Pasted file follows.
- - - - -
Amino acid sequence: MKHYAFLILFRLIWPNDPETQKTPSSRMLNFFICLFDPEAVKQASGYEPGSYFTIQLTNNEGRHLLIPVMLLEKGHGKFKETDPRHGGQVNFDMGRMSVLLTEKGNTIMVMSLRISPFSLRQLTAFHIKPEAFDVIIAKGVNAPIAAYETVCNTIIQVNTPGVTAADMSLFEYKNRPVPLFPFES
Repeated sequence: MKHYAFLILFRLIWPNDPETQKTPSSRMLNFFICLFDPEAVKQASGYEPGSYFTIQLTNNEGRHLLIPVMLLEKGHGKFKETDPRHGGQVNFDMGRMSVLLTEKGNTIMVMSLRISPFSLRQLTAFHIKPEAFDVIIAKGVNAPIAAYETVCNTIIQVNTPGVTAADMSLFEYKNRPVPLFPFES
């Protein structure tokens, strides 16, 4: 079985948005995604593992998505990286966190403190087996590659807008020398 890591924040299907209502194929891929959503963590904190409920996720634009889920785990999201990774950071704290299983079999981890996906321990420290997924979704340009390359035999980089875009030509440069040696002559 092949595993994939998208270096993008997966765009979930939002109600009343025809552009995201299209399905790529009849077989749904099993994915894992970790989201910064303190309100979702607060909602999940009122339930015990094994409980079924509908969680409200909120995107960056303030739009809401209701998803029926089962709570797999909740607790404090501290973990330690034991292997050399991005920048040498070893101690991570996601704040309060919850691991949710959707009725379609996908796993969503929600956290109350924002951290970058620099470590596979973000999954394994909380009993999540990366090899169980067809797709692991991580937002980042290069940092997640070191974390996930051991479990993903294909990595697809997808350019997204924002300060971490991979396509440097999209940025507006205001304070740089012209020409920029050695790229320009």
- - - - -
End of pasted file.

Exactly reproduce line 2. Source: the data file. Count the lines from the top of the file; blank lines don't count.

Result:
Repeated sequence: MKHYAFLILFRLIWPNDPETQKTPSSRMLNFFICLFDPEAVKQASGYEPGSYFTIQLTNNEGRHLLIPVMLLEKGHGKFKETDPRHGGQVNFDMGRMSVLLTEKGNTIMVMSLRISPFSLRQLTAFHIKPEAFDVIIAKGVNAPIAAYETVCNTIIQVNTPGVTAADMSLFEYKNRPVPLFPFES